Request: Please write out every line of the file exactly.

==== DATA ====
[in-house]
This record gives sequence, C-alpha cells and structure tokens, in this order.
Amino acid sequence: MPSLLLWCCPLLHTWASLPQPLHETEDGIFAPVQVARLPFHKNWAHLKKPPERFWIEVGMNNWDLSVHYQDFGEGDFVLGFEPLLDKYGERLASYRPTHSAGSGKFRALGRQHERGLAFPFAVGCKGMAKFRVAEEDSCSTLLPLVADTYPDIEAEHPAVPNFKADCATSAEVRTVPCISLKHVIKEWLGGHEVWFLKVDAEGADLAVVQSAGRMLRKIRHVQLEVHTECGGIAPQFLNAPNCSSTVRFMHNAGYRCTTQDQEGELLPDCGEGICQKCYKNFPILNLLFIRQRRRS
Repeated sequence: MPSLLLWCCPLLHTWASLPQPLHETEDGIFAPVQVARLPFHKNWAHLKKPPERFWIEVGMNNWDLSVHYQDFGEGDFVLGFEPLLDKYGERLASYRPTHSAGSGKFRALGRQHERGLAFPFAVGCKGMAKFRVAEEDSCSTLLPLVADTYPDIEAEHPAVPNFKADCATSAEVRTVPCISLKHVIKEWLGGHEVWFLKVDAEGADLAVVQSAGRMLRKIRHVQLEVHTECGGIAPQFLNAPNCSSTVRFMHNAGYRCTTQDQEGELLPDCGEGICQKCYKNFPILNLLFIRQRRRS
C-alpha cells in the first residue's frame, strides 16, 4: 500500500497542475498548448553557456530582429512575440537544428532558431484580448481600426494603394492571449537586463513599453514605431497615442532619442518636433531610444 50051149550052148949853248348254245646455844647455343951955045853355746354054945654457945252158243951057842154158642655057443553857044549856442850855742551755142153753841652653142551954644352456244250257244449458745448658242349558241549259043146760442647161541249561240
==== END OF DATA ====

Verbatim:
[in-house]
This record gives sequence, C-alpha cells and structure tokens, in this order.
Amino acid sequence: MPSLLLWCCPLLHTWASLPQPLHETEDGIFAPVQVARLPFHKNWAHLKKPPERFWIEVGMNNWDLSVHYQDFGEGDFVLGFEPLLDKYGERLASYRPTHSAGSGKFRALGRQHERGLAFPFAVGCKGMAKFRVAEEDSCSTLLPLVADTYPDIEAEHPAVPNFKADCATSAEVRTVPCISLKHVIKEWLGGHEVWFLKVDAEGADLAVVQSAGRMLRKIRHVQLEVHTECGGIAPQFLNAPNCSSTVRFMHNAGYRCTTQDQEGELLPDCGEGICQKCYKNFPILNLLFIRQRRRS
Repeated sequence: MPSLLLWCCPLLHTWASLPQPLHETEDGIFAPVQVARLPFHKNWAHLKKPPERFWIEVGMNNWDLSVHYQDFGEGDFVLGFEPLLDKYGERLASYRPTHSAGSGKFRALGRQHERGLAFPFAVGCKGMAKFRVAEEDSCSTLLPLVADTYPDIEAEHPAVPNFKADCATSAEVRTVPCISLKHVIKEWLGGHEVWFLKVDAEGADLAVVQSAGRMLRKIRHVQLEVHTECGGIAPQFLNAPNCSSTVRFMHNAGYRCTTQDQEGELLPDCGEGICQKCYKNFPILNLLFIRQRRRS
C-alpha cells in the first residue's frame, strides 16, 4: 500500500497542475498548448553557456530582429512575440537544428532558431484580448481600426494603394492571449537586463513599453514605431497615442532619442518636433531610444 50051149550052148949853248348254245646455844647455343951955045853355746354054945654457945252158243951057842154158642655057443553857044549856442850855742551755142153753841652653142551954644352456244250257244449458745448658242349558241549259043146760442647161541249561240